The Sepulcher of the Creator is the primary religion of Pexate, specifically the Revelationist branch as opposed to the Incarnationists prevalent in Layyia. “Sepulcher” is a word for tomb, and that is in fact the purpose of the various religious buildings dotting Pexate, from the Grand Royal Sepulcher in Simnel to the ramshackle “barn Sepulchers” in Ioxus.
As detailed in the Epitaph, the Creator fashioned the world-that-is out of abiding love and the desire for something to lavish that love upon. Neither male nor female, It was all-powerful and all-knowing and all-good, and It wrought many beautiful works. The Creator worked alone and was Itself self-created–the details on that point have never been particularly important.
At one point, the Creator decided to fashion a group of Children for Itself. Rather than the children that were every living thing on the world, these Children were far closer to the Creator in nature. It took aspects of Itself and made them independent, using these children as servants and confidants in ways that mere mortals never could be. The Revelationalists believe that It was trying to create new worlds, each with their own Creator, as a final and logical next step after the triumph of creation. The Incarnationalists insist that the Children were an experiment, preparation for raising mortals to the level of demi-Creators themselves.
In either case, it was not to be. The Creator’s Children rebelled against their progenitor, to a one, and elected from among their number one to lead them against the Creator to unseat It and take control of the world-that-is for themselves. This Child was the only one of their number to have the audacity to take a name and a gender: he became known as Muolih the Spreading Darkness, and in this act severed the silver cord that had once bound him and his fellow Children to the Creator.
Sorrowfully, the Creator did battle with Its rebellious Children. One by one they were slain in great battles spoken of in the Epitaph, until only Muolih himself remained. In the fair fields of Noaad, they met one final time. After combat lasting a whole year, in which the land was blasted into a barren desert, Muolih and the Creator each struck a final blow simultaneously. They killed one another at a stroke.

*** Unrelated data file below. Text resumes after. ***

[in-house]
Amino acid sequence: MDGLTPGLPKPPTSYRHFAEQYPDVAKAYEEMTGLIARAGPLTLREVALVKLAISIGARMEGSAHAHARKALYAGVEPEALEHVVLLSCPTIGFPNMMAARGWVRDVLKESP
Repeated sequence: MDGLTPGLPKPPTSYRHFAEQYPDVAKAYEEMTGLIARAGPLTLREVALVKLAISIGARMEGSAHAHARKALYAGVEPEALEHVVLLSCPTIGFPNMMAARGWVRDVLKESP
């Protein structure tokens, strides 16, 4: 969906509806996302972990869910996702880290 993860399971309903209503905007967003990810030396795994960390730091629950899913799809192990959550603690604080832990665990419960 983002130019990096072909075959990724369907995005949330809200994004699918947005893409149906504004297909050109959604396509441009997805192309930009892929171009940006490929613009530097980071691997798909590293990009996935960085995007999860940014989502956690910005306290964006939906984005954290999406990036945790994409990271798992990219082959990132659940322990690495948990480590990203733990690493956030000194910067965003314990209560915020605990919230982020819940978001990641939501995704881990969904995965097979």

Before the battle, though, the Creator had appeared in a vision to St. Xarius, the founder of the modern Sepulcher. The Creator, having forseen Its own death, assured Xarius that It would not truly die but would, instead, dwell in deathly dreams for an eon until, healed, It would return. The Creator promised that, even in death, it would hear supplications. On the day of Its rebirth, all would be granted, and all souls who had waited in the afterlife would be ushered into paradise. Until then, the Creator promised to work only subtly and dreamily for the betterment of Its loyal children.
St. Xarius took these visions and collected them in the Epitaph, bidding all those loyal to the Creator to build It grand tombs that It might not fade from their memory. And, in turn, adherents claim subtle miracles worked by the dead and dreaming Creator on their behalf. Of Muolih, nothing more is written: if the Spreading Darkness had a similar plan, it was lost or hidden. But to this day, the Sepulcher of the Creator forms the largest belief system in the world-that-is. The elven Eternal Way and the dwarven Dual Throne do not proseletyze, nor do the goblins who revere Muolih as their fallen champion. Only the orcish Hamurabash and the Way of the Three rival the Sepulcher, and many would argue that neither is a faith in the same sense.